Hydropower loans now account for 83 percent of INR owing

Economy: The country’s stock of outstanding external debt saw an increase of 9.5 percent between June 2013 and June 2014.

In three months, from June to September 2014, debt swelled to 108 percent from 101 percent of the GDP size.  This means the total debt today exceeds the size of the economy by eight percent.

In absolute terms, from USD 1.6B in June 2013, the total debt increased to USD 1.8B in 2014.

The Royal Monetary Authority’s (RMA) annual report revealed a growth of 10.6 percent in rupee debt, and 8.7 percent growth on debt pertaining to convertible currency.

Rupee debt also constitutes 64 percent of the total debt, which grew from Rs 67.8B in June to Rs 74.9B in September last year, a duration of three months.

This was mainly on account of disbursements of rupee loan for the ongoing hydropower projects.

Hydropower loans now account for 83.4 percent of outstanding rupee loan as of June 2014, against about 70 percent in 2013.

This was because rupee loan through the overdraft facility from SBI and PNB, India has been either liquidated or not renewed.  The INR swap loan from the RBI was also repaid in September 2013, which is why the hydro loan accounted for a majority of the rupee debt.

As of  fiscal year 2013-14, disbursement for Punatshangchu I amounted to Rs 25.7B, and Rs 14B for Punatshangchu II.  Disbursement towards Mangdechu hydropower projects amounted to Rs 10.4B.

The RMA report also stated that actual interest payments on hydropower debt denominated in Indian rupees amounted to Rs 1.4B last year.  However, it also highlighted that the accrued interest on the three ongoing hydropower projects amounted to almost Rs 3.6B.

Almost all the convertible currency debt (USD 629M) is concessional loans that the government availed to finance various socio-economic development projects.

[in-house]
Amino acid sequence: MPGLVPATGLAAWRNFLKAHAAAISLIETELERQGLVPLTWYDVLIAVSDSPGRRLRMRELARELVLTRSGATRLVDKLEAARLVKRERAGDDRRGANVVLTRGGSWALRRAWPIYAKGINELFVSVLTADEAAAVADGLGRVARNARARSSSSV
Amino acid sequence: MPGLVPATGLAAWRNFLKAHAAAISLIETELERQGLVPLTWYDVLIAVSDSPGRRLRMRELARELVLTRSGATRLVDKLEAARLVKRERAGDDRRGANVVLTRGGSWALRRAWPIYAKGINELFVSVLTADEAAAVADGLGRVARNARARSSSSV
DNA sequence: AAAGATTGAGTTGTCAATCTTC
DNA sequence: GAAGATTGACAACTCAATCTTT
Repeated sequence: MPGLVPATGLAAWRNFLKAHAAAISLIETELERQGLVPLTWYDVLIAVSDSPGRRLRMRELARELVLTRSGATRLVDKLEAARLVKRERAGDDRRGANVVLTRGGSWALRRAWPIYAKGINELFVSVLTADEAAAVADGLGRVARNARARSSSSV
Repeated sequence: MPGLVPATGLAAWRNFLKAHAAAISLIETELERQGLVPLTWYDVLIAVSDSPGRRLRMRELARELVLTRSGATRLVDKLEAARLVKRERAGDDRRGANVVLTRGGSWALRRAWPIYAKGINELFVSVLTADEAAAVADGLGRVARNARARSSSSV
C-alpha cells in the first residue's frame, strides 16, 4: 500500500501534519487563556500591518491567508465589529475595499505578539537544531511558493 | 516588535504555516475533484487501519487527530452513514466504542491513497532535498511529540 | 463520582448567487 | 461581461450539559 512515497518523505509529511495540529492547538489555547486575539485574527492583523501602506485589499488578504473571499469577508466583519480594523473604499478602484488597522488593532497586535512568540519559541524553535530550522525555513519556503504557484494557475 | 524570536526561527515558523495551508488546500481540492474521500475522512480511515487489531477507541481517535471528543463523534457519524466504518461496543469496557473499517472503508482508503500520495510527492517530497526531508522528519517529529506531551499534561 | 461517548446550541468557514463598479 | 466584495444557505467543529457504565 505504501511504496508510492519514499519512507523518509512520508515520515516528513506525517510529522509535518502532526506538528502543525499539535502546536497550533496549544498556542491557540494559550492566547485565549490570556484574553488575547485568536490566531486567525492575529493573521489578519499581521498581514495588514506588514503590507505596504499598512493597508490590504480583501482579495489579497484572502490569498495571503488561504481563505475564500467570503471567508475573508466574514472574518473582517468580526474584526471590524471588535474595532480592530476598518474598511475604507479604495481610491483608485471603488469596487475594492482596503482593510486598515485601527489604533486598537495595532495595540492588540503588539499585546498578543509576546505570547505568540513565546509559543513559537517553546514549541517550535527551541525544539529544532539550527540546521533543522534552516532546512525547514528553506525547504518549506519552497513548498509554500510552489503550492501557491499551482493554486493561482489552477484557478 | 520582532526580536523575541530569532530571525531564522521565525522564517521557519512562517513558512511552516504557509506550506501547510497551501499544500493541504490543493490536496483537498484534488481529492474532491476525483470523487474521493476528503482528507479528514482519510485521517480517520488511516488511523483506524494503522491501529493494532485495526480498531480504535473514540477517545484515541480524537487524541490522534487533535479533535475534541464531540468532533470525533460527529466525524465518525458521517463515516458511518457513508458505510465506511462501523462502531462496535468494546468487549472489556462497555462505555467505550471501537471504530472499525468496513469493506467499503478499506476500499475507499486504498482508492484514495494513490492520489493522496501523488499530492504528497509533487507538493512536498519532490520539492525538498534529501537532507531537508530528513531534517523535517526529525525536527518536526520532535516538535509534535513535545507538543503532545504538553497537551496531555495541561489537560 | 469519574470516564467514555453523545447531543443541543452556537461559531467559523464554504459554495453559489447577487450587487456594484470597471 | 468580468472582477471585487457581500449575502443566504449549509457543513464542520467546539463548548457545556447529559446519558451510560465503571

But interest payments on convertible currency debt also increased from USD 7.2M to USD 8.7M.

However, according to an audit report on public debt management published in April last year, hydropower debt is projected to reach Nu 211B in the end of eleventh Plan, accounting for around 81 percent of the total external debt.

Local economists said this projection was made in consideration to the 10,000 MW by 2020 target.  Now that this target is under scrutiny, some said the figures could come down.

Although the government, both the former and the current, has stressed that hydropower debts are self-liquidating, some pointed out that loans undertaken for hydropower projects are susceptible to time and cost overruns, thereby increasing the debt burden.

For instance, the cost escalation of Kurichu was about 120 percent from the initial estimated cost of Nu 2.5B, and Tala’s cost overrun was 207 percent from the initial estimate of Nu 14B.

The geological surprise at Punatshangchu I added Nu 94M to the initial estimated cost of about Nu 35B.

Meanwhile, since the first concessional loan the country availed in 1981 for development of the small farms project, about USD 825.6M convertible currency and Rs 224.7B of loans have been disbursed to Bhutan by various foreign governments, international multilateral, bilateral, and private financing agencies.

Besides the government of India, the largest creditor to the country was the Asian Development Bank, followed by government of Austria.

Tshering Dorji